Mohsin Abbas read the short pitched delivery early and swivelled into position depositing the ball high over deep square leg for six. And with that, the Western Warriors sealed the match in emphatic fashion against the Sons of Pitches by 8 wickets winning a record fourth Infinity T20 Cricket Grand Final.
These were the two teams that deserved to be at the Final. Whilst the Sons of Pitches had several players who were in good form in the lead up to this match, the Western Warriors were beginning to look like a team that means business. And in this game, the Western Warriors put on a clinical performance winning with considerable ease to ensure daylight between them and any other team in this tournament.
The Sons of Pitches started off on the right foot. The team honoured Colin Bense, their oldest member by giving him the opportunity to toss the coin for the Grand Final. He called correctly and decided to bat first. Perhaps the Sons of Pitches had seen the Infinity All-Star match played before, where both sides made over 160 runs. In a final, runs on the board is always an advantage, however the Sons of Pitches would require a good start.
Shenuka Peiris, the Sons of Pitches skipper, walked out to bat and immediately looked in great nick. He and Tim White batted fluently, pierced the field with well-timed boundaries and rotated the strike. The first six overs with the fielding restrictions in place yielded 43 runs without any wickets lost for the Sons of Pitches.
Things looked settled for the Sons of Pitches but disaster struck when Peiris took on Adnan Khawaja’s arm in the seventh over. Peiris was caught well short of his crease as Khawaja brought the stumps down with a direct throw. Peiris had made 20 off 16 deliveries and was looking completely in control up until this point. The Western Warriors skipper had played his part in dismissing his counterpart and urged his team to lift. His team responded well as the very next ball, another wicket fell. This time, it was to a stunning delivery bowled by Hassan Mudassir who got the ball to jag back in and trap Rowen Pinkerton plumb in front for a first ball duck. Mudassir’s previous over was wayward and though he wrapped the batsmen on the pads a few times, the umpire had thought those would have gone down leg. Not the ball that he dismissed Pinkerton however. This particular delivery was bowled at pace, got just enough nip back in to the right hander and didn’t bounce as much as Pinkerton would have expected. And just like that, the Sons of Pitches had lost their two best batsmen in the space of consecutive deliveries.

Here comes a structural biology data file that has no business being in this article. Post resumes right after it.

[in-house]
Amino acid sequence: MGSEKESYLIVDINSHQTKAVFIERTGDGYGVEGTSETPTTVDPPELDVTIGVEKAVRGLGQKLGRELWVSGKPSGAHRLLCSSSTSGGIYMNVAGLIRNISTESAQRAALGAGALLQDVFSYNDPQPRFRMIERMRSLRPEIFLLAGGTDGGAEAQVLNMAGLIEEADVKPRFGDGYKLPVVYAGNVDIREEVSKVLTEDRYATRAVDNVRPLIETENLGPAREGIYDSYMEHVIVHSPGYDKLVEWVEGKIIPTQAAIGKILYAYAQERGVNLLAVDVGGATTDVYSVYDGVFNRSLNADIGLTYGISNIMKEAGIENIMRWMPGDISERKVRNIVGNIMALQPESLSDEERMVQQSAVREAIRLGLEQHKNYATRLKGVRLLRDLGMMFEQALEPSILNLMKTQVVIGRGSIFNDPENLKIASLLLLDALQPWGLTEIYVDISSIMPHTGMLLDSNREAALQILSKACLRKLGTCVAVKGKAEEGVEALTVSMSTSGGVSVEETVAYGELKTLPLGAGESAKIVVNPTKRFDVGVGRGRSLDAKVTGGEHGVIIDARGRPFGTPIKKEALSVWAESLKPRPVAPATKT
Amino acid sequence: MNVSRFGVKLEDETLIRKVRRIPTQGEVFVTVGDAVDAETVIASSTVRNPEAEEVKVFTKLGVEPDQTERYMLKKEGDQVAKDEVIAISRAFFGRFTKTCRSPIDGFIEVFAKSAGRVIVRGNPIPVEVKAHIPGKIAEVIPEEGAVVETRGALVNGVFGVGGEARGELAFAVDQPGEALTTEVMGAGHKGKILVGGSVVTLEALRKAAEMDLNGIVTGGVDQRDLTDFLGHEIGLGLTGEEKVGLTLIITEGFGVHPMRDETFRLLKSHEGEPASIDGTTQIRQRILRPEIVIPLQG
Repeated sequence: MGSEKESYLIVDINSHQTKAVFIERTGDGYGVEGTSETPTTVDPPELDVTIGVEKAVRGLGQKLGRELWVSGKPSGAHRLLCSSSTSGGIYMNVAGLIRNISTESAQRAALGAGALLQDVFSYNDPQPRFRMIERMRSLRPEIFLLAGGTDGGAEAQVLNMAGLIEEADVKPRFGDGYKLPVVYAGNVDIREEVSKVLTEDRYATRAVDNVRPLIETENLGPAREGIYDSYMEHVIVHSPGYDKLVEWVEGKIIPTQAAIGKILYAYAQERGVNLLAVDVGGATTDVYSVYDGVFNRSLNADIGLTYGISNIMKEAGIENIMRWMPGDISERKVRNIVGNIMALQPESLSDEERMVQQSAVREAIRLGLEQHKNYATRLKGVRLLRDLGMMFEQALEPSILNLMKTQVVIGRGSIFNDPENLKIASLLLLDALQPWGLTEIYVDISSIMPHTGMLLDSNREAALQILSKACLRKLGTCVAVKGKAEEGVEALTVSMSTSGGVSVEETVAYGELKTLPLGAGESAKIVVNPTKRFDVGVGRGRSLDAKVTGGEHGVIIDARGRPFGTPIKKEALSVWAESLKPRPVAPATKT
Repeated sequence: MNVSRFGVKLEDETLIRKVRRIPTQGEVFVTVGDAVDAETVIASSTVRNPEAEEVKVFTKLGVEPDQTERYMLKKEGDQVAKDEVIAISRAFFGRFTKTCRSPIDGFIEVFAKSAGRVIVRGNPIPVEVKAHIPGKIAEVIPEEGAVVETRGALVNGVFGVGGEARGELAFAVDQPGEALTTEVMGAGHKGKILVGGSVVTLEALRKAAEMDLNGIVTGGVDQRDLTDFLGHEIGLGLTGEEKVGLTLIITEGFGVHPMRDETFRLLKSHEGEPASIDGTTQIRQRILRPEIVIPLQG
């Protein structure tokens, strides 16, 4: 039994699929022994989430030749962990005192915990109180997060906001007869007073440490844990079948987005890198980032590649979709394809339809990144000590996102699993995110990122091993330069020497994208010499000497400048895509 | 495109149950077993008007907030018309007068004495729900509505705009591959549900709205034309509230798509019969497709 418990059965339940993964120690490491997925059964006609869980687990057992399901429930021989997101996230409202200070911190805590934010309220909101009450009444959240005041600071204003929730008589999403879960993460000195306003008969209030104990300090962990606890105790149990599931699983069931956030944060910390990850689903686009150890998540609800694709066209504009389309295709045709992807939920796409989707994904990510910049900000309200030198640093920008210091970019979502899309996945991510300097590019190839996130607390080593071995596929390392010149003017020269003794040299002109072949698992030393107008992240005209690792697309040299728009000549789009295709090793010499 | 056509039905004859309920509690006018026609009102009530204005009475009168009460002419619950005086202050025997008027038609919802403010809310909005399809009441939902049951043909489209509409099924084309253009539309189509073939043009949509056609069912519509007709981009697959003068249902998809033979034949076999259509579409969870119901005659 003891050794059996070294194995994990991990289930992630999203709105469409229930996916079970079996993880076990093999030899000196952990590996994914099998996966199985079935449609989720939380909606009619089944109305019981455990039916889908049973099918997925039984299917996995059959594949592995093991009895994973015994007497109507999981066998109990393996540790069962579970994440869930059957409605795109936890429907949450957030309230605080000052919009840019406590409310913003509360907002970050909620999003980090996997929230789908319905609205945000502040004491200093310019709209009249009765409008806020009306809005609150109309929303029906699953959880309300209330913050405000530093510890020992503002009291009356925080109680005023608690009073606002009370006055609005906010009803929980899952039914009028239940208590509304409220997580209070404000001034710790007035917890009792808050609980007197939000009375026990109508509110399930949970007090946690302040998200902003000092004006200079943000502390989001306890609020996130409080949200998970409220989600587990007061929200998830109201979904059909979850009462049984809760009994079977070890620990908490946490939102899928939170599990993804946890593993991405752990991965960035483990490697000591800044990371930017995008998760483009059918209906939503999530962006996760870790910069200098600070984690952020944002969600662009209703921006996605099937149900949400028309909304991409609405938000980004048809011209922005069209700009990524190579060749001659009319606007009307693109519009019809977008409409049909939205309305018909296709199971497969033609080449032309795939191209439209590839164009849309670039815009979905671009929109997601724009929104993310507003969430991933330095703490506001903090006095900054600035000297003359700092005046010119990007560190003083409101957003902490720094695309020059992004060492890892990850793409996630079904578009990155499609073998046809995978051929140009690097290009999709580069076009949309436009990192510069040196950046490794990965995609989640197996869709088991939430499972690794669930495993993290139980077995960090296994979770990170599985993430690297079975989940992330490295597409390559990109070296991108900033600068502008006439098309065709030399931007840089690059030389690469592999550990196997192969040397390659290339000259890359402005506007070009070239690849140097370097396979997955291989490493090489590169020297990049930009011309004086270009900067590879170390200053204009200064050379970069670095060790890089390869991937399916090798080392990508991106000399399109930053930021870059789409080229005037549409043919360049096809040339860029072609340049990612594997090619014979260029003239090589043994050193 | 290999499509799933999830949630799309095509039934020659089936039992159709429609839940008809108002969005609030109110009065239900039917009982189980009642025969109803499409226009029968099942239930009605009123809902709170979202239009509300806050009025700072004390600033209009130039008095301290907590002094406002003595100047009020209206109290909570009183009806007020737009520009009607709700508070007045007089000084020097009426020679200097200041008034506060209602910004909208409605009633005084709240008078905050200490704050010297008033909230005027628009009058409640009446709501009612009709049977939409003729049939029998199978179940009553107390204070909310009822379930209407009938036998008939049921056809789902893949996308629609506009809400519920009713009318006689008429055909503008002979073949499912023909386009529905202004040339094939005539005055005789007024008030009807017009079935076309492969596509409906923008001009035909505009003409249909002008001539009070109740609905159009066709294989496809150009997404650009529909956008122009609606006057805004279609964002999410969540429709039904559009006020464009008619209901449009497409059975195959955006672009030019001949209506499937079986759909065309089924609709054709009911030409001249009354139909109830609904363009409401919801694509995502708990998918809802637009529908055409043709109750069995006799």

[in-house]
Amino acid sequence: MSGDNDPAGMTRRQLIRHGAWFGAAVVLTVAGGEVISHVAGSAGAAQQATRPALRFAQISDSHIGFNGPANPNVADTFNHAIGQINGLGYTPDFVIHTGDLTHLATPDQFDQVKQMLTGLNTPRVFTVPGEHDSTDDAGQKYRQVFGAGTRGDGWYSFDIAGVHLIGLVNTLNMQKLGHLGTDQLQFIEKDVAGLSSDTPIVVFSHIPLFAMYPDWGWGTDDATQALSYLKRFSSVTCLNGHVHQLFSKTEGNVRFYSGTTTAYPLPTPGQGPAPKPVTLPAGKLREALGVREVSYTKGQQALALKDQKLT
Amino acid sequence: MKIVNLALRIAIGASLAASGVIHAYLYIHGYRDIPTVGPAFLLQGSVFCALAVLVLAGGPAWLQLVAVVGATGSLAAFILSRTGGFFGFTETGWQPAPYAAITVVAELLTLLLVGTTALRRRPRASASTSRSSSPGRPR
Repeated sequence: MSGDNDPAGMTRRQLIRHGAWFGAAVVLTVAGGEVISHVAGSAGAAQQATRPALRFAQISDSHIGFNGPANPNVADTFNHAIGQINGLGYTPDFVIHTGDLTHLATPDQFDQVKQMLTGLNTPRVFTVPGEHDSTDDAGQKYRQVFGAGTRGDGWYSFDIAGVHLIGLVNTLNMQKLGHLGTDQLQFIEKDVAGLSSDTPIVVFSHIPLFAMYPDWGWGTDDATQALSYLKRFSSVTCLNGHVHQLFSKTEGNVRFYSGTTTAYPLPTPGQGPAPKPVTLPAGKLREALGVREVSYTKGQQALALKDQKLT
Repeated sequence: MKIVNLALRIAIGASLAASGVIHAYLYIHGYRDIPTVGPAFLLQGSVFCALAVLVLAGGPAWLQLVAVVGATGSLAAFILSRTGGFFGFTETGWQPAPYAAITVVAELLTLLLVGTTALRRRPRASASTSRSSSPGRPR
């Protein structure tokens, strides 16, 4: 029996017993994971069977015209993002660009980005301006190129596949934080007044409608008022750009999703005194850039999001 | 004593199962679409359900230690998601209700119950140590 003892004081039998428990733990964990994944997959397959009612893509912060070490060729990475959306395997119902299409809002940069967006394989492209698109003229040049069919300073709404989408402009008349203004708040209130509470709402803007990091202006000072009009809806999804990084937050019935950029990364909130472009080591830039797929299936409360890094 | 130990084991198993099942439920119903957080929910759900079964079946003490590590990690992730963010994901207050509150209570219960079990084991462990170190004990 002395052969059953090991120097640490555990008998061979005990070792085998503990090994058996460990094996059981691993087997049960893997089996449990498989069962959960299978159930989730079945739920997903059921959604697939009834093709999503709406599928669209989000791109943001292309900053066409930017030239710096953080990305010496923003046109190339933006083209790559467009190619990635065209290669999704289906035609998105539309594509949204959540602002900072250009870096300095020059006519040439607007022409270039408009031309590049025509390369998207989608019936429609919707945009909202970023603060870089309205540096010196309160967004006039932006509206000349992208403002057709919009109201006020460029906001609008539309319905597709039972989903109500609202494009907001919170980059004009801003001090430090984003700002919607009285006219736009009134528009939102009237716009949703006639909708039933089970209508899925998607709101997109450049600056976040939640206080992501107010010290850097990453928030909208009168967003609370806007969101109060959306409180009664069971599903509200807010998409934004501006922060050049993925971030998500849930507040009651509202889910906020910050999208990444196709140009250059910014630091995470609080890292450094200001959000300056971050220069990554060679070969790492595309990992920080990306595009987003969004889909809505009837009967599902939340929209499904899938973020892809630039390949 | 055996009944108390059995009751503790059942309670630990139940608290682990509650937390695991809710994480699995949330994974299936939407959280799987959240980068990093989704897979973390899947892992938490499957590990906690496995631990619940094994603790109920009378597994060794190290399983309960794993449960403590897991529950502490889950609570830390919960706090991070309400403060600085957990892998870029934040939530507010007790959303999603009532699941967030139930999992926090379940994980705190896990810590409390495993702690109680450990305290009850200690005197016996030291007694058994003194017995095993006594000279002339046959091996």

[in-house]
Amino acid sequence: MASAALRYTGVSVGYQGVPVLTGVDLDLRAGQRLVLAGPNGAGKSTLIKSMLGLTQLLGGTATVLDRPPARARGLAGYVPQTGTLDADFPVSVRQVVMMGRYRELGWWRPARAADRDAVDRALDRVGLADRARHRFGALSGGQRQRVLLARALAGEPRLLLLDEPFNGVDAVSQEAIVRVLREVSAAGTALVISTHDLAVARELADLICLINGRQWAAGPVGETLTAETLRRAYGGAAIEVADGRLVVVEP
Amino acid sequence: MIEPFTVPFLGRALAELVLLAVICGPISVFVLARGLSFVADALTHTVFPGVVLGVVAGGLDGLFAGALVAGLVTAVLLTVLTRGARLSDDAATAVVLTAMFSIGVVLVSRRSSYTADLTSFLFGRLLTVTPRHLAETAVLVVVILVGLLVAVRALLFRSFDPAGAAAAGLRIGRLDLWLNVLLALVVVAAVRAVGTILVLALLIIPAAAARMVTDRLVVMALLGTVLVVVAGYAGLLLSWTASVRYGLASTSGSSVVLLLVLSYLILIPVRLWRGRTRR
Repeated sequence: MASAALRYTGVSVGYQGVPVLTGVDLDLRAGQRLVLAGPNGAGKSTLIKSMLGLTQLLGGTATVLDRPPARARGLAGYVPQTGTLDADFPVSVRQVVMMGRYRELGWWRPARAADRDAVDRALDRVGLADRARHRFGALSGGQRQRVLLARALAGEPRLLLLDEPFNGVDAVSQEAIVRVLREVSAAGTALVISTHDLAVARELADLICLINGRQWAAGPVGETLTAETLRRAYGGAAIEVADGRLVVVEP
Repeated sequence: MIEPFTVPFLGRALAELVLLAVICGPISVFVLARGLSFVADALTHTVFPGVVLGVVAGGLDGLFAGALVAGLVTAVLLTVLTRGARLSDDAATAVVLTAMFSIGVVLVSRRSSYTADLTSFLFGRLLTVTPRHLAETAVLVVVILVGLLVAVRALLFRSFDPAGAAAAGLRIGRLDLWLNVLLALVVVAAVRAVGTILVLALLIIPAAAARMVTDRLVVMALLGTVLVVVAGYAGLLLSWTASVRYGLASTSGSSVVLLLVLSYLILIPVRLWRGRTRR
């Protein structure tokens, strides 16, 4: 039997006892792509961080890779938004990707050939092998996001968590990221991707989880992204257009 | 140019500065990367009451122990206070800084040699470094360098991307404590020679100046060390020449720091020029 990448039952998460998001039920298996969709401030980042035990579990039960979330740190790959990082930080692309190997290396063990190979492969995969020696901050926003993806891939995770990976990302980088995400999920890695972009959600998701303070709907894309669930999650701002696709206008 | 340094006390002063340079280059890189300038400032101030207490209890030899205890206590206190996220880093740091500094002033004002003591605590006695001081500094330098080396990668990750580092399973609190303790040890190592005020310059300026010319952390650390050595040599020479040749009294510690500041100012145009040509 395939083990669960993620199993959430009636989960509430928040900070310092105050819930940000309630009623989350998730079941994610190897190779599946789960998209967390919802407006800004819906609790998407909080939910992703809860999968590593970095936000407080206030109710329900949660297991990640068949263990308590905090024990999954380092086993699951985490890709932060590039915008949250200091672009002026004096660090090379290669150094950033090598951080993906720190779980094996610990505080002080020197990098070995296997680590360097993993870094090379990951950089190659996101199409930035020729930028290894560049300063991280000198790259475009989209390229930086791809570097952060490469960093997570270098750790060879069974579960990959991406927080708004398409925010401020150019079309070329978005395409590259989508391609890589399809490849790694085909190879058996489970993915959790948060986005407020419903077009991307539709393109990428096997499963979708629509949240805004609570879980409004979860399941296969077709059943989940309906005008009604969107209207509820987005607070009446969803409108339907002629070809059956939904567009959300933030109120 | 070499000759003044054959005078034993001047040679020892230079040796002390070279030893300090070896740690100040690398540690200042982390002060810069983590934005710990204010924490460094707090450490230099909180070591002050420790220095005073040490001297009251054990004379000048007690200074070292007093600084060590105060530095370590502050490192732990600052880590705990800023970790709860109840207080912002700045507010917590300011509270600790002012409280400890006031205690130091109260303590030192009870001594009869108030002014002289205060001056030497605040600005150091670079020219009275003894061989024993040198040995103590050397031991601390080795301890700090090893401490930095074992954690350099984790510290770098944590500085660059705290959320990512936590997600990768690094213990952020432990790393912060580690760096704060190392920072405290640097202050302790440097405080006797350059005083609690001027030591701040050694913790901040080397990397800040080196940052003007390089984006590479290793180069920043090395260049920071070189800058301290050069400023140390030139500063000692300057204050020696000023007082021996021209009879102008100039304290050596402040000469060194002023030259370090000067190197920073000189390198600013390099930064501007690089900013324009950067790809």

The momentum up until that point was with the batting side. Now, it was the Warriors who appeared in complete control.
Cricket is very much a momentum game and the side that holds onto this the longest wins. The Sons of Pitches were going at over seven runs per over after the first six overs. However after the double dismissals, they could only manage 19 runs off their next five overs. The third wicket fell. This time it was the set batsman Tim White who perished for 33 bowled through the gate by Gaffar. And with that, the Sons of Pitches’ run rate dipped to below six runs per over.
Malinga Goonetilleke and Shenal Peiris set about building a partnership. Malinga had already made 42 runs earlier in the day for Infinity Yellow and continued that form in this innings. He is an accumulator and starts his innings off watchfully before becoming more expansive. Shenal by contrast likes to feel the ball on his bat and plays an attacking game. The two complimented each other well for a period. However, Shenal had no answers for a Rauf Bodla delivery that crashed into the timber. Wickets continued to fall a regular intervals and runs were hard to come by. After 15 overs, the Sons of Pitches were 4/92. They needed to explore in the last five overs, but could only manage to score 32 runs. Only two boundaries were scored in the last 30 deliveries and with Malinga dismissed in the 19th over for 26, any hopes of a 140+ score also faded.
The Western Warriors kept the Sons of Pitches to 8/124. The Sons of Pitches ideally would have liked another 30 to 40 runs at least and would now have to come out with the ball and give it their all. Shenuka Peiris opened the bowling with Nitin Madan and kept things relatively tight. The fourth over of the Warriors innings was a maiden bowled by Nitin as the batsmen were very watchful early on. That pressure must have contributed to the dismissal of Jilani who hit the ball straight to Shenuka Peiris for nine runs. The Western Warriors were 1/18.
The first sign of any real aggression by the Warriors was in the last over of the fielding restrictions when Bushan Patil was introduced to the attack. The Sons of Pitches had used him throughout the tournament to break partnerships and pick up wickets. But on this occasion he was not at his best and his first over went for 15 runs as Mohsin Abbas took a liking to his bowling. Abbas raced to be 22 runs off just 11 deliveries with five fours before slowing down and pacing his innings. Javed Bolim however perished to Pinkerton giving a catch to Goonetilleke to be dismissed for 17 off 21 deliveries. The Western Warriors were 2/55 after 9 overs at that point.